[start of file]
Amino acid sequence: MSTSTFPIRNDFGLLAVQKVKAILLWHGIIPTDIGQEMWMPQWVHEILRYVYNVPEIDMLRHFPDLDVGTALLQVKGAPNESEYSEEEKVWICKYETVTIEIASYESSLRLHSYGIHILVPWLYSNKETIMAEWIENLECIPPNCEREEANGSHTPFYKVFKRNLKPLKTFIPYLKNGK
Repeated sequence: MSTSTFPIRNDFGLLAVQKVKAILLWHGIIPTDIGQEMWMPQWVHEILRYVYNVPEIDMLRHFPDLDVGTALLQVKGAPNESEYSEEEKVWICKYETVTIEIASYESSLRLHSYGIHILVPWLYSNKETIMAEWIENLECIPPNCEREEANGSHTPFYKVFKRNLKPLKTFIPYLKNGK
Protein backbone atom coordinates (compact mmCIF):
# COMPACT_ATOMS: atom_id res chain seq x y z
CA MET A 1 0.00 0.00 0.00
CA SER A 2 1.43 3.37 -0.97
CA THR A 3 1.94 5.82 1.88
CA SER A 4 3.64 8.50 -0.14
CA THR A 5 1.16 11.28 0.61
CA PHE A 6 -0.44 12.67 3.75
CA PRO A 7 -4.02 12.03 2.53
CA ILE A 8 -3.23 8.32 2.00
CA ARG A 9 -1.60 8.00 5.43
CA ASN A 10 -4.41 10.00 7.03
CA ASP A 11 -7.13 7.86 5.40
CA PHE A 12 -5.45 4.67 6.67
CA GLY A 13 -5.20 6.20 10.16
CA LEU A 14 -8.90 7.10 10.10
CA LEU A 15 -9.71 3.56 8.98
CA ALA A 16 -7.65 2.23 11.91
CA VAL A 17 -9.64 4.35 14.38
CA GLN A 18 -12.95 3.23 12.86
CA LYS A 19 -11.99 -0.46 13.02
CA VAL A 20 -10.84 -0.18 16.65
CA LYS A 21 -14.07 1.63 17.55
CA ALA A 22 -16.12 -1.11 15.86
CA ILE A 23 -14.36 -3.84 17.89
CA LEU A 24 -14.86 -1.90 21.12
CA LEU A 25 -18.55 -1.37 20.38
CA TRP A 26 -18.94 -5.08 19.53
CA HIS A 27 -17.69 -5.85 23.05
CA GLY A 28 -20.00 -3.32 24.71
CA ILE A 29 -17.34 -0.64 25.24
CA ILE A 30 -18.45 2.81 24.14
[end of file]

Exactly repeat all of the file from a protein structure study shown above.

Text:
Amino acid sequence: MSTSTFPIRNDFGLLAVQKVKAILLWHGIIPTDIGQEMWMPQWVHEILRYVYNVPEIDMLRHFPDLDVGTALLQVKGAPNESEYSEEEKVWICKYETVTIEIASYESSLRLHSYGIHILVPWLYSNKETIMAEWIENLECIPPNCEREEANGSHTPFYKVFKRNLKPLKTFIPYLKNGK
Repeated sequence: MSTSTFPIRNDFGLLAVQKVKAILLWHGIIPTDIGQEMWMPQWVHEILRYVYNVPEIDMLRHFPDLDVGTALLQVKGAPNESEYSEEEKVWICKYETVTIEIASYESSLRLHSYGIHILVPWLYSNKETIMAEWIENLECIPPNCEREEANGSHTPFYKVFKRNLKPLKTFIPYLKNGK
Protein backbone atom coordinates (compact mmCIF):
# COMPACT_ATOMS: atom_id res chain seq x y z
CA MET A 1 0.00 0.00 0.00
CA SER A 2 1.43 3.37 -0.97
CA THR A 3 1.94 5.82 1.88
CA SER A 4 3.64 8.50 -0.14
CA THR A 5 1.16 11.28 0.61
CA PHE A 6 -0.44 12.67 3.75
CA PRO A 7 -4.02 12.03 2.53
CA ILE A 8 -3.23 8.32 2.00
CA ARG A 9 -1.60 8.00 5.43
CA ASN A 10 -4.41 10.00 7.03
CA ASP A 11 -7.13 7.86 5.40
CA PHE A 12 -5.45 4.67 6.67
CA GLY A 13 -5.20 6.20 10.16
CA LEU A 14 -8.90 7.10 10.10
CA LEU A 15 -9.71 3.56 8.98
CA ALA A 16 -7.65 2.23 11.91
CA VAL A 17 -9.64 4.35 14.38
CA GLN A 18 -12.95 3.23 12.86
CA LYS A 19 -11.99 -0.46 13.02
CA VAL A 20 -10.84 -0.18 16.65
CA LYS A 21 -14.07 1.63 17.55
CA ALA A 22 -16.12 -1.11 15.86
CA ILE A 23 -14.36 -3.84 17.89
CA LEU A 24 -14.86 -1.90 21.12
CA LEU A 25 -18.55 -1.37 20.38
CA TRP A 26 -18.94 -5.08 19.53
CA HIS A 27 -17.69 -5.85 23.05
CA GLY A 28 -20.00 -3.32 24.71
CA ILE A 29 -17.34 -0.64 25.24
CA ILE A 30 -18.45 2.81 24.14